David Byrne is the most famous person I’ve ever met outside of an autograph line. My girlfriend was Music Director at our college radio station, so we were meeting quite a few people who were famous (to us): Jill Sobule, who wrote and recorded the original, better, unapologetic song titled “I Kissed a Girl,” for example; the band Bis, who wrote and recorded the Powerpuff Girls theme song; the band Geneva, who wrote and recorded two incredibly beautiful, falsetto-buoyed pop albums before quietly dissolving. Mostly we’d meet these musicians either before or after their concerts, and we’d record interviews with them which we never really got around to playing on the air, and they were all really friendly. We have photos with all of them.
But the Byrne interview was a bigger deal. We were bringing him to the station for an on-air interview, and since there was no budget for a limo, someone needed to drive to his hotel and pick him up. And guess who had inherited his dad’s old ’91 Mazda Protegé?
He got into the passenger seat like a normal person. I shook hands with him like a normal person.
“I’m Drew,” I said.
“I’m David,” he replied, just like you might say “Water contains hydrogen and oxygen.”
I pointed to the embroidered name on his (secondhand? ironic?) mechanic-style jacket. “Not Buddy?” I said. He — what’s the opposite of a sniff? He did that. Not a snort, but the smallest possible laugh. Polite, though. I’m glad I didn’t think at the time of trying something like “Transportation is here.” Or — god forbid — “This is your beautiful car.” Can you imagine?
So yeah, David Byrne sat in MY passenger seat with my girlfriend in the back and we drove to campus. The only topic of conversation I can remember was museums; I think we already knew he was as much about art as about music and we did our best to let him know which museums were worth a look. This was Rochester, NY, so it was a short list, but by the same token it was a short drive.
We all crowded into the studio and interviewed the man. He was pretty quiet before and after the interview, and during it he was forthcoming if not exactly effusive. I’d say we came off as professionally and courteously as anyone could expect from a bunch of young twentysomething college radio DJs and engineers, and he was nothing but gracious to us. I’m realizing this would be way more interesting if he’d been an asshole, but nope. Not even a little bit.
One of the smartest and coolest people I know, the same dude who introduced us to South Park back when it was just this weird clunky online animation being passed around, had had the foresight to pick up a couple of pumpkin pies. Byrne stayed and had a slice with us and let us take pictures. Then he got back into my CAR and we dropped him off at one of the museums we’d recommended to him.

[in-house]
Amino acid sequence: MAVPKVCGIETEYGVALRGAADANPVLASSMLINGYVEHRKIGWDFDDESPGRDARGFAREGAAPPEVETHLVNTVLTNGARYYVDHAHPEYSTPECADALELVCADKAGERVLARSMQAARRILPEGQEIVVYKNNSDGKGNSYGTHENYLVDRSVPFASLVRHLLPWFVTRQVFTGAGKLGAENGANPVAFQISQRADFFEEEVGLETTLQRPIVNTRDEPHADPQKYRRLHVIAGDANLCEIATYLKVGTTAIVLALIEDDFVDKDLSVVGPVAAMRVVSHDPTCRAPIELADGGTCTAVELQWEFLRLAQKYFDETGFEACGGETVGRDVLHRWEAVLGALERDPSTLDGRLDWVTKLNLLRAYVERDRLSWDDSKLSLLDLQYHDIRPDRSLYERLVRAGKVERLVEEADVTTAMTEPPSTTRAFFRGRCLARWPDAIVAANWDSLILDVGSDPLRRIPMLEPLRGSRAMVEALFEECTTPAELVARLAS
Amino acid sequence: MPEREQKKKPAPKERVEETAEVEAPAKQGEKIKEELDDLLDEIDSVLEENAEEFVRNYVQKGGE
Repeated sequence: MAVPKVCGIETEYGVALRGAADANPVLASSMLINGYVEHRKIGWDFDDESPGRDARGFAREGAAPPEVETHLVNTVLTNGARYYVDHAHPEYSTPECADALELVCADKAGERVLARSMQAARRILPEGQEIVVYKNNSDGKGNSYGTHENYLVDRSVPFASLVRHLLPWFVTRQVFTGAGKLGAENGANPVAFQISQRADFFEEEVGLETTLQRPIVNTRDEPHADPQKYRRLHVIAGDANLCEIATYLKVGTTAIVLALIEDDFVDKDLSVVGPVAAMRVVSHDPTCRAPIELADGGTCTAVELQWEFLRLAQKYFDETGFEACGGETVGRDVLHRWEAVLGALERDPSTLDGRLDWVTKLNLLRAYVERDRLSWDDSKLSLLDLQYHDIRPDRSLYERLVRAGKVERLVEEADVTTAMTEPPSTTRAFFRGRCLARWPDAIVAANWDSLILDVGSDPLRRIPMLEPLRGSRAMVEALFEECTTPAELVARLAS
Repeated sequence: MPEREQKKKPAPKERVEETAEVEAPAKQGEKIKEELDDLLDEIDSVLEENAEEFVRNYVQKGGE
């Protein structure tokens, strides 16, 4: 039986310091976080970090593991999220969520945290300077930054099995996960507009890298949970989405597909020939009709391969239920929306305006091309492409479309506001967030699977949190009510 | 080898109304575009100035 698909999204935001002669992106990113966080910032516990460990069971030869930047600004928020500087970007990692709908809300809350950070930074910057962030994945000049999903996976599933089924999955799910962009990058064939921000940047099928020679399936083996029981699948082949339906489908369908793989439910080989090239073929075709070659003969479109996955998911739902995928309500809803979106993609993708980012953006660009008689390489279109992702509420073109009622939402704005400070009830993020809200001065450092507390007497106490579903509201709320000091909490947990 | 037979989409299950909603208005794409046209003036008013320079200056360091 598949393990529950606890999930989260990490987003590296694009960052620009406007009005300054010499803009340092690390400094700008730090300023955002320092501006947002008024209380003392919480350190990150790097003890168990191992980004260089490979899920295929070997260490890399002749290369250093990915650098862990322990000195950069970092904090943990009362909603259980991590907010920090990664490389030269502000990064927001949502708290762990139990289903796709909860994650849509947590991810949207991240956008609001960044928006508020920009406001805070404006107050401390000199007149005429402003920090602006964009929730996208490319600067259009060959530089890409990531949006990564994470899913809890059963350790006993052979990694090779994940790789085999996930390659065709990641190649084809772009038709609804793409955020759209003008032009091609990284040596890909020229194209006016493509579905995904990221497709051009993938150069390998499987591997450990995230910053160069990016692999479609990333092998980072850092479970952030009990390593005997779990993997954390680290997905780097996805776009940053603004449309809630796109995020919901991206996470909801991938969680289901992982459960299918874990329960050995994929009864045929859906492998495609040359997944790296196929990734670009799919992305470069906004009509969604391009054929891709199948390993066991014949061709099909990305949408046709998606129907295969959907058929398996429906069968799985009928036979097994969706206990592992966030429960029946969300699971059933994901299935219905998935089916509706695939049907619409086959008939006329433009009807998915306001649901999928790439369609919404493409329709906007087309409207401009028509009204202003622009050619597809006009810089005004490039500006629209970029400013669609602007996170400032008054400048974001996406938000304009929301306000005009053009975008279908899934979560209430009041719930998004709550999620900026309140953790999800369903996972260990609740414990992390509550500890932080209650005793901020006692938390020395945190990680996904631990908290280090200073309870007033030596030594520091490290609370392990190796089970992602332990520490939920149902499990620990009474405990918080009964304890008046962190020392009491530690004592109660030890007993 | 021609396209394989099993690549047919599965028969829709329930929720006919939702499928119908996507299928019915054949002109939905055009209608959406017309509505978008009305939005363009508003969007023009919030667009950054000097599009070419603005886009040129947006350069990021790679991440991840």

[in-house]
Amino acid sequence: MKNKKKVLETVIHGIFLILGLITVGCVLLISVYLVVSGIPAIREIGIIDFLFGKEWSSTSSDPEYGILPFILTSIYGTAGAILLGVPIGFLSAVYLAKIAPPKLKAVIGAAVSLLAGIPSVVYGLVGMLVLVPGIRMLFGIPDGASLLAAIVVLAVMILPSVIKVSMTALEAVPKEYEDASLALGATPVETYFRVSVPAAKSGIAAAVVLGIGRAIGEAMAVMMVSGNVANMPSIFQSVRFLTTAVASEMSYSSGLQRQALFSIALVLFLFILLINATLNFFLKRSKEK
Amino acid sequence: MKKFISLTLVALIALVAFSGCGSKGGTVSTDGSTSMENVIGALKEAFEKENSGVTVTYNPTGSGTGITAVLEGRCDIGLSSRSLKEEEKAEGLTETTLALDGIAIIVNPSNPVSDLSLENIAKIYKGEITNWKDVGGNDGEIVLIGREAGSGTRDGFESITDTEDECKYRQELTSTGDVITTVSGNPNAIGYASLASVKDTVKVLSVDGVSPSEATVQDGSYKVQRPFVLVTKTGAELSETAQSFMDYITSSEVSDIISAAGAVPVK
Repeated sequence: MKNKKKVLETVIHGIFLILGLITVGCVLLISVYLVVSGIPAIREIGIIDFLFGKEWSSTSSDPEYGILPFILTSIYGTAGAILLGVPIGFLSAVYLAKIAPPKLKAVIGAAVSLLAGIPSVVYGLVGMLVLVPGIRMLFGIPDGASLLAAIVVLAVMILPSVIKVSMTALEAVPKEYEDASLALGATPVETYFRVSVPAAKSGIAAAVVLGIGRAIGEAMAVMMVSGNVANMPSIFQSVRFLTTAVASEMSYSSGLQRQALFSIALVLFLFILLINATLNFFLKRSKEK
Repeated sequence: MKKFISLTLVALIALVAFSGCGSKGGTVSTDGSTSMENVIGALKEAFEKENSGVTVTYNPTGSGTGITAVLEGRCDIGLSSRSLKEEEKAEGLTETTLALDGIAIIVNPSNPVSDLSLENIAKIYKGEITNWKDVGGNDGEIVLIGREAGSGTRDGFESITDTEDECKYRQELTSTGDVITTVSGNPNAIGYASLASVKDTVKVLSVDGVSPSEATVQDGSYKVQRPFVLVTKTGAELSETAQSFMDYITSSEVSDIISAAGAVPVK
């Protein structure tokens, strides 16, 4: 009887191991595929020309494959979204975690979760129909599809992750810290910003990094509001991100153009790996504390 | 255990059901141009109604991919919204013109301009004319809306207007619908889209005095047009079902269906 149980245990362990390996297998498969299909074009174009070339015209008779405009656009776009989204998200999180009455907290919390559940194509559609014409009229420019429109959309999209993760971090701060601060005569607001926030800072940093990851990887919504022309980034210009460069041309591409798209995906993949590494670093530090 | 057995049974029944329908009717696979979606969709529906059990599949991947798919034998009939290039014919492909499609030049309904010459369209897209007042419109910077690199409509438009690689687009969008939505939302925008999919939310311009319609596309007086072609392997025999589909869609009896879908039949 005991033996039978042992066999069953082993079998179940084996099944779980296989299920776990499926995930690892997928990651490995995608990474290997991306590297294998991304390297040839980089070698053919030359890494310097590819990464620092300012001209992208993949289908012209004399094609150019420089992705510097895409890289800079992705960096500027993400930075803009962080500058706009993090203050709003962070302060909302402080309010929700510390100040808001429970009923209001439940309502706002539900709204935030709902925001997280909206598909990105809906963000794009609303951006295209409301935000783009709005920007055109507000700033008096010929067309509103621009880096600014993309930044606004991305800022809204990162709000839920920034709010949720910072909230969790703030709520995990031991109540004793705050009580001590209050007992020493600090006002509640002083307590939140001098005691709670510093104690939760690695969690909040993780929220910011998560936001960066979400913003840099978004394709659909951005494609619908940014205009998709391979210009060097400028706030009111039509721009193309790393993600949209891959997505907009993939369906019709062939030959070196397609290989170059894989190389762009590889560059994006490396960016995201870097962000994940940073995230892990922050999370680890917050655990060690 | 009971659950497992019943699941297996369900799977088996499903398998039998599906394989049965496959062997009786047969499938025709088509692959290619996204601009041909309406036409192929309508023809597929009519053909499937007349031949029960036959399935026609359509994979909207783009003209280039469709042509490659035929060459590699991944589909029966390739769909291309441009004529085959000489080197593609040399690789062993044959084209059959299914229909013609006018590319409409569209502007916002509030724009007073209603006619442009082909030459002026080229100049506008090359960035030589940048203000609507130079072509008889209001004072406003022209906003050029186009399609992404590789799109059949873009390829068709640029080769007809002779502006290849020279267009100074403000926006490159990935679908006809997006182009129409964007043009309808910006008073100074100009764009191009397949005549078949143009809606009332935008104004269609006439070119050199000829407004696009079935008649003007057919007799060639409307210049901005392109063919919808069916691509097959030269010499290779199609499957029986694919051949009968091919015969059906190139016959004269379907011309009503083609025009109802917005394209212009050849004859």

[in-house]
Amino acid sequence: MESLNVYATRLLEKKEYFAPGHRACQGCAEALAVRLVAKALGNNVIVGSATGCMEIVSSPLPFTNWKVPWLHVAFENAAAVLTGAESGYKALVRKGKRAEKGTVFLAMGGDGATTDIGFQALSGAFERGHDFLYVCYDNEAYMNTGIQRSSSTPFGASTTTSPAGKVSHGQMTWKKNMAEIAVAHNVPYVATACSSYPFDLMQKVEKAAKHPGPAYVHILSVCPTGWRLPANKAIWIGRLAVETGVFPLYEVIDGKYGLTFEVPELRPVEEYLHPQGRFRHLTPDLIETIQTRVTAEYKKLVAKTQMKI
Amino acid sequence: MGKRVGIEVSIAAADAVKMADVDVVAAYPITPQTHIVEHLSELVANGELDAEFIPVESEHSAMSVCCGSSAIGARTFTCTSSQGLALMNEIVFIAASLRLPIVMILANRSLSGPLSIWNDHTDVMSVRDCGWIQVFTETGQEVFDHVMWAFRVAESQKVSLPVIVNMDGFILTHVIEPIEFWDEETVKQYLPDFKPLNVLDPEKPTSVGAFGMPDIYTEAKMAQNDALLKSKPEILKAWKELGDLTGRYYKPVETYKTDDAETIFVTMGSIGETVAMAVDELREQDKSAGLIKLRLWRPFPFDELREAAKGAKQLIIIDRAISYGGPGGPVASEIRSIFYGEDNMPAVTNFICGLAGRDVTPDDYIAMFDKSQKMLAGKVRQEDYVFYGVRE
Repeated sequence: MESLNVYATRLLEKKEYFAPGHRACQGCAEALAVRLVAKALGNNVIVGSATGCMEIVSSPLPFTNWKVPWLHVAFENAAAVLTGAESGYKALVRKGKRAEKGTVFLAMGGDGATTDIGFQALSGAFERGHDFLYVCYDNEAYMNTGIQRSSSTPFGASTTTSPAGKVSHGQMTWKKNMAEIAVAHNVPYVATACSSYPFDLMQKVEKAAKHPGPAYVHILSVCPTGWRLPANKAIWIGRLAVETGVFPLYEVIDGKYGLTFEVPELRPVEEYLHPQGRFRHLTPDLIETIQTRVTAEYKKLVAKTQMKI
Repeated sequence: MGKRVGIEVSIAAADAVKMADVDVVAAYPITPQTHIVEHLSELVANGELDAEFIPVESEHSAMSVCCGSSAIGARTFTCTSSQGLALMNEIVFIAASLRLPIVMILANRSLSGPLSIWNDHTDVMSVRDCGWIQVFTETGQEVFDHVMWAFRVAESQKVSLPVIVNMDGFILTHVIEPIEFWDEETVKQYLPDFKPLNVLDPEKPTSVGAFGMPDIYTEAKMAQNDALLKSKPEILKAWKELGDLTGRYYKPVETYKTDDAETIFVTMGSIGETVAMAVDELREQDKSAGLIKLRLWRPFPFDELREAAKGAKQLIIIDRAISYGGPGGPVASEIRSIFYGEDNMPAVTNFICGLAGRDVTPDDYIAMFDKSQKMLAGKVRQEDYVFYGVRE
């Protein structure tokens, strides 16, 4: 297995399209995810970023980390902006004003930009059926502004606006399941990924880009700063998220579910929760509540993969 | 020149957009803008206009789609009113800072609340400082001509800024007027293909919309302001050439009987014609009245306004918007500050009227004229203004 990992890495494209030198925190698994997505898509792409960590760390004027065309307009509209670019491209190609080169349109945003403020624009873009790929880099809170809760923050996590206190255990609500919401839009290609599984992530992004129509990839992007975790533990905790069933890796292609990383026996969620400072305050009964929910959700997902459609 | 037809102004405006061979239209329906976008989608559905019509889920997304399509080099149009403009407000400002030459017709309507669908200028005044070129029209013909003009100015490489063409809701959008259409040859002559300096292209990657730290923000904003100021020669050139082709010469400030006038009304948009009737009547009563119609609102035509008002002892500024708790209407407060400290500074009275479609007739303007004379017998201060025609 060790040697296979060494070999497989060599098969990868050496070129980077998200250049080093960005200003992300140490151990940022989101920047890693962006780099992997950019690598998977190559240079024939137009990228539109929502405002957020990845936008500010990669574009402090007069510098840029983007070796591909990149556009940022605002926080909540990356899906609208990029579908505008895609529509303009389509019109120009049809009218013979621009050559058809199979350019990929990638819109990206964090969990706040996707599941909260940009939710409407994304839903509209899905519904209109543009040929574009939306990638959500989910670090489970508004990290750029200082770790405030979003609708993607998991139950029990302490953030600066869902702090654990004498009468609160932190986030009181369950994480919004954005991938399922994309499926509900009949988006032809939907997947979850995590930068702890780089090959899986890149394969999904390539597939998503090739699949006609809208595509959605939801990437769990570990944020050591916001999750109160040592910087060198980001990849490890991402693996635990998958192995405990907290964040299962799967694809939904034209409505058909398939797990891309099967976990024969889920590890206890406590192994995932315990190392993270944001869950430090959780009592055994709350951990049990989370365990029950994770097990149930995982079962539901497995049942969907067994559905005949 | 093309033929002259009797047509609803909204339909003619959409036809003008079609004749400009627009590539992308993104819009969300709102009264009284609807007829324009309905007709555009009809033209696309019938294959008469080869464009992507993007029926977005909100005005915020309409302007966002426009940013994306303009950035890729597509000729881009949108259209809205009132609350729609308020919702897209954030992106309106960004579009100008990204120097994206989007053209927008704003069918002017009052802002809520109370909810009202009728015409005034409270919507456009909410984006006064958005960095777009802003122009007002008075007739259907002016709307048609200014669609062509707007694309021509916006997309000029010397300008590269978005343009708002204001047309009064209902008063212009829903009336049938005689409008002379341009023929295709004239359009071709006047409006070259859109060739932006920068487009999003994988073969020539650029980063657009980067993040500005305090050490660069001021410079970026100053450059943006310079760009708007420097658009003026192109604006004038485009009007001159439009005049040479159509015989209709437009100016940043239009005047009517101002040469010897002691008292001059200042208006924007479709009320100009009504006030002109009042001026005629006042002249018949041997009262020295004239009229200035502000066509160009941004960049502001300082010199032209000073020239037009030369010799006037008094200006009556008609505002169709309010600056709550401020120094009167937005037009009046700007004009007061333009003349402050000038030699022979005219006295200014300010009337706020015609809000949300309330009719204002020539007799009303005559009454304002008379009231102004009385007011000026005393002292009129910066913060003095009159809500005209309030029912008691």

That night I saw his concert. It was the tour for Feelings, one of his best solo albums, and the show was insanely great. He did this weird dubby version of “Psycho Killer” while wearing a Slim Goodbody-esque flayed-man leotard with matching full head stocking. Was this really the same quiet guy I’d had invisible pumpkin pie with earlier that day? You better believe it.
Obviously I was three in 1977, so not really old enough to drive or appreciate pumpkin pie, so like all these early albums, Talking Heads 77 is here mainly to represent. There aren’t any bad Talking Heads albums, though; I don’t like Little Creatures enough to own it, and while I like Remain in Light I think it’s a bit overrated, but I love all the rest of them, even Naked. I like More Songs About Buildings and Food and Fear of Music best these days, and if you’re burning down your house and need to grab one of their albums in a hurry, The Name of this Band is Talking Heads is the one you should reach for. It’s a live double album that not only contains some of the best songs from those next two albums, but also the best versions of the songs on 77.
But those are great songs, aren’t they? “Psycho Killer,” of course, of course, but also the weird strained tense-and-release of “Happy Day” and “Who Is It?”, the surprisingly upbeat and unstrained “The Book I Read” and “Pulled Up,” and one of the best and funniest songs they’ve ever recorded, the impossibly, wonderfully banal “Don’t Worry About the Government.” My absolute favorite period in pop music (even though I had to hear most of it retrospectively) begins in 1977 and continues through 1984, and bands like Talking Heads were the reason why.
David Bowie, Low & “Heroes”
As everyone knows, if you’re going to pick the Bowie masterpieces, it’s probably these two. They’re fantastic, no doubt about it. I’m not always in the mood for those instrumentals, but the rest of the tracks — “Sound and Vision,” “Always Crashing in the Same Car,” “Joe the Lion,” “Sons of the Silent Age,” “The Secret Life of Arabia” — make my heart beat faster just thinking about them.
- Blondie, Plastic Letters
- The Sex Pistols, Never Mind the Bollocks
- Television, Marquee Moon